Bonding

If you have a minor chip or a gap in between your teeth and you do not want braces, dental bonding may be your ideal fix.

Dental bonding can correct teeth that are:

  • Chipped
  • Cracked
  • Crooked
  • Unevenly spaced
  • Stained and are not responsive to tooth whitening
  • Structurally damaged from tooth decay

What it is

Dental bonding, also known as adhesive bonding, is the process that can improve the appearance of your smile that are designed, made, and placed in one visit. This means that if you have a larger problem and you need customized, porcelain fillings, we can create them in one visit. Teeth bonding uses moldable, resin, tooth-colored composites that are attached or “bonded” to the remaining tooth structure. This process helps to rebuild the tooth to its original formation.

The procedure
We will start by preparing you tooth, meaning roughening and shaping the surface. Creating small grooves in your tooth will allow the composite resin to successfully bond to your teeth. Next we will apply a conditioning solution and bonding agent that together act as a strong adhesive to hold the bonding material.

The putty-like tooth colored composite material will then be placed and sculpted fix your problem areas. Several layers of the composite material are usually necessary in order to achieve optimum results.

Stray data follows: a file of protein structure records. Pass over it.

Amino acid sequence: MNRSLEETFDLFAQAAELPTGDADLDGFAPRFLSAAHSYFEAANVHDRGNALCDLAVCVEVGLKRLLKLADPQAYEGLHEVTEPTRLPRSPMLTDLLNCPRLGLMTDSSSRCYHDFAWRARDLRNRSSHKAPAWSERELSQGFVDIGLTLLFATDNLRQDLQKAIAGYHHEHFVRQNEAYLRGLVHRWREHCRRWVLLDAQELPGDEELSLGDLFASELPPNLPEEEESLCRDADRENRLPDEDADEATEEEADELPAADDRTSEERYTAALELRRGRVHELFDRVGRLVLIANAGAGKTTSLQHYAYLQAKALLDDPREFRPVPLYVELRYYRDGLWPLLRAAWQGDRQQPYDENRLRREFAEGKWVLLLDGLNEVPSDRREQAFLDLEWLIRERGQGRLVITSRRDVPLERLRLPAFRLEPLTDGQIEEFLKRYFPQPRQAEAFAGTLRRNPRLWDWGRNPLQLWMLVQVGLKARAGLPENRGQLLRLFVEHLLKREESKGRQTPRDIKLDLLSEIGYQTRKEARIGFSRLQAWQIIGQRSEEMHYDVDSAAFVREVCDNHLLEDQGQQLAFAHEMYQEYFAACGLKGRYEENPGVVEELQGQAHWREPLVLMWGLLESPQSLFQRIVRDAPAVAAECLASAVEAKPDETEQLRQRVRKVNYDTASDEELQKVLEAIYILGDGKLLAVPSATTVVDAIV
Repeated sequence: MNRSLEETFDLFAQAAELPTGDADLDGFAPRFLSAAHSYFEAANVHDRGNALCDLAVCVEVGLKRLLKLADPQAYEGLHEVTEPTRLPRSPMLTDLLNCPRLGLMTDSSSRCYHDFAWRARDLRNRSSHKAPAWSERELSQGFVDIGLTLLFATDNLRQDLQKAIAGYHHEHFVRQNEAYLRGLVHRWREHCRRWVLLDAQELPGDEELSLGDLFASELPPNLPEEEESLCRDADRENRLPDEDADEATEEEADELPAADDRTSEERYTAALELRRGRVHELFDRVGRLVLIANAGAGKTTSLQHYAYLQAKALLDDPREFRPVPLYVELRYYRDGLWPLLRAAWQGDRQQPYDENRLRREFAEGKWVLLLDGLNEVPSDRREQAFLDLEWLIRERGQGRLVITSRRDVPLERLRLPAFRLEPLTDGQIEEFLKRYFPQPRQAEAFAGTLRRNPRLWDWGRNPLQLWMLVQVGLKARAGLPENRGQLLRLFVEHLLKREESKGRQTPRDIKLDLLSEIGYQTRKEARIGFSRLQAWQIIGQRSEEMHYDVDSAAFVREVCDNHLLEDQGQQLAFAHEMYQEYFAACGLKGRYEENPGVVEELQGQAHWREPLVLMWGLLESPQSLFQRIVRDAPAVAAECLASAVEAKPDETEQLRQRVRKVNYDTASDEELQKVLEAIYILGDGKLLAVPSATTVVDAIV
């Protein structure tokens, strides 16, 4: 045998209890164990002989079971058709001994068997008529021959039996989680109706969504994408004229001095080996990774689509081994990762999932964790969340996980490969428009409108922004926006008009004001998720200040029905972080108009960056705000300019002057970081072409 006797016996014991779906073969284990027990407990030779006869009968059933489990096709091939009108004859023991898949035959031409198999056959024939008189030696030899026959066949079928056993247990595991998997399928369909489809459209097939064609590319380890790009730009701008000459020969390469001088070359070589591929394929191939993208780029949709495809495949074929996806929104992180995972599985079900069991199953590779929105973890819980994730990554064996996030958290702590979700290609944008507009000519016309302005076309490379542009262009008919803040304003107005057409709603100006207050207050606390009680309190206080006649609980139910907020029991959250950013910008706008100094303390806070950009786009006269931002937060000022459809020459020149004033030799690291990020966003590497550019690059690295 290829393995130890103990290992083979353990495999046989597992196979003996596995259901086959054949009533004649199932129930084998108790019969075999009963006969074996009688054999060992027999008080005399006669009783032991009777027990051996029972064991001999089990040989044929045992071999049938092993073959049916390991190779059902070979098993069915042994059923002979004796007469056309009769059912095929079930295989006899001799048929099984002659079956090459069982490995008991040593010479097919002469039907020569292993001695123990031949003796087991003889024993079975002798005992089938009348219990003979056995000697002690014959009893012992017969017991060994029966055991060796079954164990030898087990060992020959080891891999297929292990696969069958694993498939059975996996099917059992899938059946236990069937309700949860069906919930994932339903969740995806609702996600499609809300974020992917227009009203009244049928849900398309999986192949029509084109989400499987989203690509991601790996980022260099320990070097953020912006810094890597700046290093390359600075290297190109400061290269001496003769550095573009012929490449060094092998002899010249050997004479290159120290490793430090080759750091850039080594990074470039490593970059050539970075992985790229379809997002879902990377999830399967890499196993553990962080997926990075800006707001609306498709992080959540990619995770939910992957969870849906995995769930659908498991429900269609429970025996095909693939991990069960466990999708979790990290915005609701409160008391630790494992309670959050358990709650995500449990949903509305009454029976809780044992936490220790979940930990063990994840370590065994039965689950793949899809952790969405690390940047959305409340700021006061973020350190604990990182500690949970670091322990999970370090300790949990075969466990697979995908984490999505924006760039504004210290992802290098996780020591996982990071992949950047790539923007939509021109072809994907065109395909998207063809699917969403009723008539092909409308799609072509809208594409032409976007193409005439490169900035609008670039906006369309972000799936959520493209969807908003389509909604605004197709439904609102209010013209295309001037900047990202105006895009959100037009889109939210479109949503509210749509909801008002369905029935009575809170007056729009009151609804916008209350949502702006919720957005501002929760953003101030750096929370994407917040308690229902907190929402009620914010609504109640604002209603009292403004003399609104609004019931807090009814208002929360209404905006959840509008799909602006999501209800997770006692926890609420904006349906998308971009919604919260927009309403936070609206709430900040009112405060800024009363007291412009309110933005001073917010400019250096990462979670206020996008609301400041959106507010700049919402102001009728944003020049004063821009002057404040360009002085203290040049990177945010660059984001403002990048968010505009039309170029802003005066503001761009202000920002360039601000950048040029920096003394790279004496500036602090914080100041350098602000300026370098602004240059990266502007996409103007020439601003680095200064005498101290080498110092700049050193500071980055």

Once the material is applied, each layer is hardened with a special curing light. After the final layer of composite resin is applied, it is shaped to match the contour of your natural teeth. Composite resin comes in various shades, so you will have a match that is both functional and attractive.

Advantages

One of the best things about dental bonding is that the results look and feels like your natural tooth. Before composite resin was commonly used in dental offices, if your tooth became damaged or decayed, it was often repaired with a silver amalgam filling. These fillings are unattractive, and also require some of your tooth’s surface to be shaved down so the silver restoration could be implanted. Composite requires a minimal amount of your tooth to be prepared, therefore saving much of your natural tooth.

Care: Make Your Bonding Last
The lifespan of dental bonding depends on how much bonding was done and your oral habits. Typically, dental bonding lasts from 3 to 10 years before needing to be touched up or replaced. Because bonding material can chip, it is important to avoid such habits as biting fingernails, chewing on pens, ice, or other hard food objects.

Following the above guidelines will maximize the life of your bonded teeth. If you do notice any sharp edges on a bonded tooth or if your tooth feels odd when you bite down, call Galvin Round Family Dentistry immediately. Bonded teeth do not require special care. Simply follow good oral hygiene practices. Brush teeth at least twice a day, floss at least once a day, and visit us for regular professional check-ups every six months. Ultimately, dental bonding is a great way to cure small cosmetic imperfections or correct dental defects.

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